Federal Reserve Board Issues New Guidance on Main Street Lending Program  


On April 30, the Federal Reserve Board (“Federal Reserve”) announced that it is expanding the eligibility requirements for the Main Street Lending Program (“Program”) so that more businesses will have access to participate in the Program.  The Federal Reserve also expanded the scope and terms of the Program so that they are more attractive and accessible to small and mid-sized businesses.

As background, the Program was authorized under Title IV of the CARES Act.  It was established for the purpose of making loans available to small and mid-sized businesses which were in sound financial condition prior to the COVID-19 pandemic but which have become financially strained due to the pandemic. 

Program Loans

Under the Program, businesses will apply for and receive loans directly from eligible banks and/or credit unions.  The federal government makes the capital for these loans available to lenders through a $75 billion equity investment by the Treasury in a special purpose vehicle (“SPV”), which in turn will purchase either 85% or 95% participation (depending on the Program loan option) in Program loans. 

The Program initially provided for only two loan options, and limited eligibility for these loans to businesses with up to 10,000 employees or $2.5 billion in annual revenues in 2019.  At the time the Federal Reserve initially announced the Program terms, it also announced that it would accept feedback on the Program through April 16, 2020.  After receiving significant feedback on the published terms of these loans, including the minimum eligibility requirements and the minimum and maximum loan amounts available under the Program, the Federal Reserve on April 30th published revised term sheets for the Program and announced the expansion of the scope and eligibility of Program loans.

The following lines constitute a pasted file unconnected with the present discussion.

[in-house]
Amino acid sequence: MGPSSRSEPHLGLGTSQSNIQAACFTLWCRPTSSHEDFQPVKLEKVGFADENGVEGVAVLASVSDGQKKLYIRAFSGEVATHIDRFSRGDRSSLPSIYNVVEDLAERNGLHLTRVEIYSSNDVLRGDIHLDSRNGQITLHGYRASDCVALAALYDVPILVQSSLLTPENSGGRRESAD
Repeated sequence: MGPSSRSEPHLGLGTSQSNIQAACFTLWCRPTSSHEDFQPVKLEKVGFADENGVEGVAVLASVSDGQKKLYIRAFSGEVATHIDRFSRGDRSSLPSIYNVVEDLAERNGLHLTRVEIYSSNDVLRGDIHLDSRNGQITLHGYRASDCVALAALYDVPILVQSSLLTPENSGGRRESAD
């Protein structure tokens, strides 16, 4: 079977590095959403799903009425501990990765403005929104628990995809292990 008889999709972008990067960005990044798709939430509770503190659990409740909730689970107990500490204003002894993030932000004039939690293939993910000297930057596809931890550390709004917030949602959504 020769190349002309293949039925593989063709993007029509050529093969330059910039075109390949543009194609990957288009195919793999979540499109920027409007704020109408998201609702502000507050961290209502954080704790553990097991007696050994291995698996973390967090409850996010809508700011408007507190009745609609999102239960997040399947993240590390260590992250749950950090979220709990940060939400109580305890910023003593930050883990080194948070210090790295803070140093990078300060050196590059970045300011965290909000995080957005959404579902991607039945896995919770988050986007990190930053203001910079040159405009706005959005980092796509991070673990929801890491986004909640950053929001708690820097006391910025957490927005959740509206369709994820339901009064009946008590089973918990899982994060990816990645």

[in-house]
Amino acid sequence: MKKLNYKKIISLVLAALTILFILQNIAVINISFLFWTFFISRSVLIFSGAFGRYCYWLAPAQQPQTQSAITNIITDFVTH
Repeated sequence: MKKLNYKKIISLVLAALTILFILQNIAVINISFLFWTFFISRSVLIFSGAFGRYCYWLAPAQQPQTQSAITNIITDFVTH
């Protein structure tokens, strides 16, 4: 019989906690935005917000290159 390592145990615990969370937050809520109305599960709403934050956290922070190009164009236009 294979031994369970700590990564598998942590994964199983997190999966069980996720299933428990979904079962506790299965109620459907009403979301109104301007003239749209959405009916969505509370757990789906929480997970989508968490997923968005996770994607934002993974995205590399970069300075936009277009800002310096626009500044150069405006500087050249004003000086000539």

Under the newly expanded Program, there are three separate credit facilities available, i.e., the Main Street New Loan Facility (“MSNLF”), the Main Street Priority Loan Facility (“MSPLF”), and the Main Street Expanded Loan Facility (“MSELF”). 

Each of these credit facilities is in place to service different types of loans.  The MSNLF services new loans made to eligible borrowers,  the MSPLF provides loans that can be used to refinance a borrower’s existing debt with entities other than the lender, and the MSELF services increased funding/extensions of credit to existing borrowers.  Under all loan options, lenders can apply their own underwriting standards to measure a borrower’s income and ability to repay the loan.

Eligibility Requirements

In order to be eligible for the loan, a business must:    

  1. Have been established prior to March 13, 2020;
  2. Have either 15,000 or fewer employees or up to $5 billion in 2019 annual revenues[1];
  3. Have been created or organized in the U.S. with significant operations in and a majority of its employees based in the U.S.; and
  4. Not have received specific support under Subtitle A of Title IV of the CARES Act. To clarify, this does not include receipt of a Paycheck Protection Program (“PPP”) loan.  Businesses which have received a PPP loan are still eligible to receive a Program loan. 

Loan Terms